WOULD you like to see Britain go careering around the world, starting more illegal wars resulting in countless deaths? Would you like to see your pensions robbed again?
Would you like to see your council tax doubled again? Would you like to see more drugs legalised and crime to continue to soar? Do you want to be punished by the police and courts for defending your own home while the burglars and thugs are given compensation and taken on holidays? Do you want all of this and much more? Then vote Labour at every opportunity.
PETER M HOGG, Morpeth, Northumberland
Why go to Teesside quickly - or at all?
THE proponents of the Maglev transport system have been beating the drum for a link to Teesside. To my mind, there are many factors which mean it is simply "pie in the sky".
The cost would be fantastic. Ironically, the demand from China for metals such as copper for electrical goods has doubled the price, and since Maglev uses metal coils for lift, the cost today would be much more than when the Shanghai system was built.
There aren't enough people who want to travel to Teesside (and vice versa), the cities aren't big enough, to justify the guideway. There are no compelling reasons why I need to go to Middlesbrough; the same shops exist in both cities.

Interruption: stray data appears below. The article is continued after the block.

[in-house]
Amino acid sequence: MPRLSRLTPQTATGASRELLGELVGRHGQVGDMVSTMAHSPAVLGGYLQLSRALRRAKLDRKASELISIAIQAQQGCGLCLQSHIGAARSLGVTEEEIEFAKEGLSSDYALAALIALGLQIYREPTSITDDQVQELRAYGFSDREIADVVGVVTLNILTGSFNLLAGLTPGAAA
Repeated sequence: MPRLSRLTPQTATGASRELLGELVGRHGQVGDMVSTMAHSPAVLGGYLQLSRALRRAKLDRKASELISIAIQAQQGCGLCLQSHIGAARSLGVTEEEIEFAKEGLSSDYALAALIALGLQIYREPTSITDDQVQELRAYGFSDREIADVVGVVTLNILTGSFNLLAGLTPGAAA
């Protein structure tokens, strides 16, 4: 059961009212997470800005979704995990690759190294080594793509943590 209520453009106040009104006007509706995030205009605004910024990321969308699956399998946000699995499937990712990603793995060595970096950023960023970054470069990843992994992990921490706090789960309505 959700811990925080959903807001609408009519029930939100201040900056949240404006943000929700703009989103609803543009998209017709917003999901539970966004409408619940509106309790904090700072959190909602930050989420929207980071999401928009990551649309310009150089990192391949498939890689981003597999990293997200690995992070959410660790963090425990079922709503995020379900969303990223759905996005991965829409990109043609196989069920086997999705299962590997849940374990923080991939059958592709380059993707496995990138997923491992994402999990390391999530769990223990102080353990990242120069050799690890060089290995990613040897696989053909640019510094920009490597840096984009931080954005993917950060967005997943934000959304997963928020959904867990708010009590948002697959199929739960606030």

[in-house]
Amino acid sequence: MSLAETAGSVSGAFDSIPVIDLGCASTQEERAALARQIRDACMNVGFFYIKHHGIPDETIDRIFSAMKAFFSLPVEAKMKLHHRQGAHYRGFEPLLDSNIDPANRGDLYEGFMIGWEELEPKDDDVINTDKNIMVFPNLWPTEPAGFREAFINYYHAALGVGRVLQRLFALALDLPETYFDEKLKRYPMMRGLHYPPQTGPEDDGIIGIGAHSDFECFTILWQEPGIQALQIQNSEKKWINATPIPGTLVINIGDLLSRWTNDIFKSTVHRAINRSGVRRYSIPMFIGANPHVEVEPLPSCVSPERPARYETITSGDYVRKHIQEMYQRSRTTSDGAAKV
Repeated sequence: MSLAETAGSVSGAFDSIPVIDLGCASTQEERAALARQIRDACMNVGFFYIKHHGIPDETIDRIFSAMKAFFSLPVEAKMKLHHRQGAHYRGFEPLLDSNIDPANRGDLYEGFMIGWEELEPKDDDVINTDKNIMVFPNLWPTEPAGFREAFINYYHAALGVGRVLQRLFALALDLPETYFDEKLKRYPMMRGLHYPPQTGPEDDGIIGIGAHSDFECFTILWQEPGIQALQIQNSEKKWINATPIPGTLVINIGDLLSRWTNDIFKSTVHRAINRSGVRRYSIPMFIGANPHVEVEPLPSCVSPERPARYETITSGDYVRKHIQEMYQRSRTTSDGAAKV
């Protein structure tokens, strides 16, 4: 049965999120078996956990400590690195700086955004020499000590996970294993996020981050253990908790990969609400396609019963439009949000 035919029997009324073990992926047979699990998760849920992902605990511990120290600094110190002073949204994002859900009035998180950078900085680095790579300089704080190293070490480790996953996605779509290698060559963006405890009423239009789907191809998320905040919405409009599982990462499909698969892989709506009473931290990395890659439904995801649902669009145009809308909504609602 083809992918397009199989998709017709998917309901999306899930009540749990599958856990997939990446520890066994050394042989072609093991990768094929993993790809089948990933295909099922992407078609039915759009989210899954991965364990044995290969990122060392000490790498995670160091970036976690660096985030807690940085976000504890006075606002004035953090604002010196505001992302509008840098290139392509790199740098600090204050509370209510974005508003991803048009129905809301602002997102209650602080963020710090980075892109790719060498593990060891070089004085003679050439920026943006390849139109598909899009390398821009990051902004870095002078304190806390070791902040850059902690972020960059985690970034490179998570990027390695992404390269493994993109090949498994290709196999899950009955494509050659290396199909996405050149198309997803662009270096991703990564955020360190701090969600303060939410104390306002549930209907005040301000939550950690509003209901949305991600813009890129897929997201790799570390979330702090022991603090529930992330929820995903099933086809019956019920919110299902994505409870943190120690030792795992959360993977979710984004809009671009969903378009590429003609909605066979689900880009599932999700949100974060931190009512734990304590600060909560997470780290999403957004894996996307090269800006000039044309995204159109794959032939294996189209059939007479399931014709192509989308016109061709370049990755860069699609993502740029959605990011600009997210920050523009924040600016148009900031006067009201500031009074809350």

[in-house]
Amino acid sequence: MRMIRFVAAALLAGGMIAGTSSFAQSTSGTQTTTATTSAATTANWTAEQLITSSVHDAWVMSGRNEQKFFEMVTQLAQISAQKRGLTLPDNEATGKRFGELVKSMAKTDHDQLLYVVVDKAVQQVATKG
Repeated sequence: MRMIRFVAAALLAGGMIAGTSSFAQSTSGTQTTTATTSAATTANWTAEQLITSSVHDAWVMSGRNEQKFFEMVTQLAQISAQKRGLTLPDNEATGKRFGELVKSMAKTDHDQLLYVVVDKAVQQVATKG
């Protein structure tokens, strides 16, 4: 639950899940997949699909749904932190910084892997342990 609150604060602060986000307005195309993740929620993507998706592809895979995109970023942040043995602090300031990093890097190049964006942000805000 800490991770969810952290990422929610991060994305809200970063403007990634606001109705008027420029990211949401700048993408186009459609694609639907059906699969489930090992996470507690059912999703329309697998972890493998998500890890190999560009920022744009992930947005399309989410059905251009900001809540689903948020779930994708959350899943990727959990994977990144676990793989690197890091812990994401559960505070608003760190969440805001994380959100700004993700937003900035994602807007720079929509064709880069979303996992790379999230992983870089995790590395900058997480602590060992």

And what route would this system use? House building on every bit of spare land in the North-East means that there is no obvious corridor through which the system could be installed, so some houses would have to be demolished, and how many people would be happy with a concrete runway at the bottom of the back garden or outside the front door? The sheer length of the public inquiries would stop this ever beginning. As to "the economic benefits of such a link would be incredible", I agree: it is incredible. I don't see that it would do anything to the economy.
This is not a railway. There are no freight facilities, and it is not compatible with normal railway infrastructure. The recent French speed record shows that conventional railways can achieve similar speeds to a Maglev.
As to a Maglev to London, all the same arguments apply, only magnified. Can anyone imagine the planning objections over nearly 300 miles of route?
DENNIS GRIEVE, Newbiggin-by-the-Sea, Northumberland
YOU are wrong in saying that Richard E Grant and Paul McGann were students in the film Withnail And I (The Journal, April 25). They were unemployed actors.
ALAN BURDIS, Wallsend, North Tyneside
Intolerant attitude of non-smokers
MRS P W Taberner ("Consultants can't open their windows", Voice of the North, April 18) will have to get used to it as from July 1 she will have to go through smokers and fag ends to get into any enclosed public space as a result of the intolerance of non-smokers.
Had the non-smokers been tolerant and allowed a place for smokers in all enclosed public spaces, there would be no problem. I hope she will give a thought in a year's time to the 20,000 bar staff who will be unemployed due to the intolerant attitude of her kind non-smokers.
ROY BELL, Hexham, Northumberland